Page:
At the time of his call-up, I wrote that Kozlowski stood to play a very big role in the Orioles bullpen, and he did just that. He made the most appearances out of the bullpen (74) and finished the season with nearly 97 innings pitched, the most of any non-starter. His K’s per 9 of 8.57 lead the team.
#5 - Ariel Mateo, 1B, St. Louis Cardinals
After appearing in 95 games, Mateo was leading his team in Slugging Percentage when he tore his hamstring and landed on the 60-day DL, bringing a premature and disappointing end to his rookie campaign. At the time of injury, he posted a line of .269/.307/.485 while driving in 67 runs, helping St. Louis to complete a run to the division title.
#6 - Andy Montague, 3B, St. Louis Cardinals
Montague turned in a decent rookie season at the plate, posting a line of .267/341/.425, but when the Cardinals chose to leave the streaking Quentin Austin in the line-up at his natural position in right field, Montague struggled defensively at the hot corner. His 8 poor plays lead the team while committing 15 errors to finish second in that dubious category.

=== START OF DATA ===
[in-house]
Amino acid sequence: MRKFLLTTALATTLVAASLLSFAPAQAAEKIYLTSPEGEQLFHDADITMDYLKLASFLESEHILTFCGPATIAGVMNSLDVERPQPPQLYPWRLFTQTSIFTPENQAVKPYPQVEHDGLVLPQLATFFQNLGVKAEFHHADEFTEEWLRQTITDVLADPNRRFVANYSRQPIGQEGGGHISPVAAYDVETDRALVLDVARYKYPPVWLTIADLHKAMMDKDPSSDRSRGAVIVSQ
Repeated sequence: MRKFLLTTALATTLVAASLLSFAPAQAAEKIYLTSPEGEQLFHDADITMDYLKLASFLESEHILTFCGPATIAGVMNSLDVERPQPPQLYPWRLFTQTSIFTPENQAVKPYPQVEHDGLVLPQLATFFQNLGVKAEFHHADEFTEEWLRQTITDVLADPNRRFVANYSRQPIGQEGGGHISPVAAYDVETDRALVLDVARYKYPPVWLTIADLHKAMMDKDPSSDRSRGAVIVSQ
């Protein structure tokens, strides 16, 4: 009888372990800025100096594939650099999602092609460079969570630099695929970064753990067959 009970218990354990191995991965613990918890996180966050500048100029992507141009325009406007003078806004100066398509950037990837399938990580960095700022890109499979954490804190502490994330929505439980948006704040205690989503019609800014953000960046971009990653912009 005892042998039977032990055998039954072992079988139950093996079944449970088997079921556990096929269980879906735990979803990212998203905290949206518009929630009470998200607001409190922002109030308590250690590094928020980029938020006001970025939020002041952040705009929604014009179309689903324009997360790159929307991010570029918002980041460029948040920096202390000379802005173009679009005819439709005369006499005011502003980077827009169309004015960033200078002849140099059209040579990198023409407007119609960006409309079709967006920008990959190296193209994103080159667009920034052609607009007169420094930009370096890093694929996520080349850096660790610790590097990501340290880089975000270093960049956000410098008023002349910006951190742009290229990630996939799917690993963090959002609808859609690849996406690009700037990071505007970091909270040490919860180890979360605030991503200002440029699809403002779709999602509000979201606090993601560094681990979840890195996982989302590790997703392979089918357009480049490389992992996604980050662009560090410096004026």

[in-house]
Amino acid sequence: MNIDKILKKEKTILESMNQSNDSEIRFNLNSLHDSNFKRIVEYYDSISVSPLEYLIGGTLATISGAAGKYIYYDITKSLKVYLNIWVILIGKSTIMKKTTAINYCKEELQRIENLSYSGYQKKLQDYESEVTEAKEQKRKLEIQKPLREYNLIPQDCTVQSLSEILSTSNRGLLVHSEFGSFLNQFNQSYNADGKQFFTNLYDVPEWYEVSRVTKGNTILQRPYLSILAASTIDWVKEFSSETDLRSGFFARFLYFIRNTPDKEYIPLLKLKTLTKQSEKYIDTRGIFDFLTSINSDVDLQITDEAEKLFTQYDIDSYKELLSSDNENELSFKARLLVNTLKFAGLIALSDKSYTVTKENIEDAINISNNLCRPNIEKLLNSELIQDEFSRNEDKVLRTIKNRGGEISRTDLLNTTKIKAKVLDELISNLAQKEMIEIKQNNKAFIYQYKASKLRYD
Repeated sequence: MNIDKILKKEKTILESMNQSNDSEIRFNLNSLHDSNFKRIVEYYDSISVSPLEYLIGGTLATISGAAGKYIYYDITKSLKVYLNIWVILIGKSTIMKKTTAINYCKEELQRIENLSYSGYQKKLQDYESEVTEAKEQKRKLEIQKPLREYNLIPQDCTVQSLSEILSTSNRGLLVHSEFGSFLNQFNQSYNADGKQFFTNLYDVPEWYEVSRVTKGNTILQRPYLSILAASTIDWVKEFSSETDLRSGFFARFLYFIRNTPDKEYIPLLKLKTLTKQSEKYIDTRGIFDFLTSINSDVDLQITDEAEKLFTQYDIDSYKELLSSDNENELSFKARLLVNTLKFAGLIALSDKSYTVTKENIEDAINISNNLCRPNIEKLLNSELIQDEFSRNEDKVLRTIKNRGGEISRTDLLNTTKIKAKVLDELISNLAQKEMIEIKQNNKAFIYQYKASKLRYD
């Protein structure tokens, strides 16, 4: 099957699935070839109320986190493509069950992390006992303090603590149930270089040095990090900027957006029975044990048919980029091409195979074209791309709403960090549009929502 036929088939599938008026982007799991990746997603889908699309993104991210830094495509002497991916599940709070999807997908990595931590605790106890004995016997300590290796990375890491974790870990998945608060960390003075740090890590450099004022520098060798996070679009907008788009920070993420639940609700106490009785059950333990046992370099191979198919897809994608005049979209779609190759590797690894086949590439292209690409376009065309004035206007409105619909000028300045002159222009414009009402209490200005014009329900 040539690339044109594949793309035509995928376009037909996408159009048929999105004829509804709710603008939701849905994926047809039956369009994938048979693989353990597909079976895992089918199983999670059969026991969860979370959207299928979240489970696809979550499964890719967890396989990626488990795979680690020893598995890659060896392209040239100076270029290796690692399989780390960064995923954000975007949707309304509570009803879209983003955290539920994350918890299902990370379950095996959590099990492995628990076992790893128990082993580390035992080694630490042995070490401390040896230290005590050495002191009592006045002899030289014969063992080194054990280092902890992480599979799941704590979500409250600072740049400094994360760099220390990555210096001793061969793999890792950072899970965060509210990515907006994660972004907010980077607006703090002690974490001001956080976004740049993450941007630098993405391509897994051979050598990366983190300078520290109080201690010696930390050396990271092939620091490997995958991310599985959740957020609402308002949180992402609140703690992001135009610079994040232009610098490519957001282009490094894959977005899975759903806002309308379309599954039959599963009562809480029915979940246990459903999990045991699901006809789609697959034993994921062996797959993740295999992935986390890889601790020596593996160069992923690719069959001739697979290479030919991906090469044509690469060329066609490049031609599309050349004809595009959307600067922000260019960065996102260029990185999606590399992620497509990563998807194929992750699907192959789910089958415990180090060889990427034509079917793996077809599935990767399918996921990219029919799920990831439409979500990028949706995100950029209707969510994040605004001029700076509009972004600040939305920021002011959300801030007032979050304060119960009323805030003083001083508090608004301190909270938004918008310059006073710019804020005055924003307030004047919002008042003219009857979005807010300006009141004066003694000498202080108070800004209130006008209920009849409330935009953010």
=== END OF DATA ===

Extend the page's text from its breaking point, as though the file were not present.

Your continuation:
#7 - David Macias, SS, Milwaukee Brewers
Milwaukee’s young shortstop turned in a fine rookie season, with Macias doing more than he was asked to do at the plate. He finished with a line of .280/.346/.350. His work in the field came with mixed results: his field percentage of .963 was nothing to write home about, but he did make 8 positive plays from deep in the hole at short.
Will Season 4’s impact rookies measure up to the lofty standards set by Season 3’s "Magnificent Seven?" Here are the top seven players, listed in order of the impact they’ll make in my opinion, for your review:
#1 - Alex Hart, 1B, Baltimore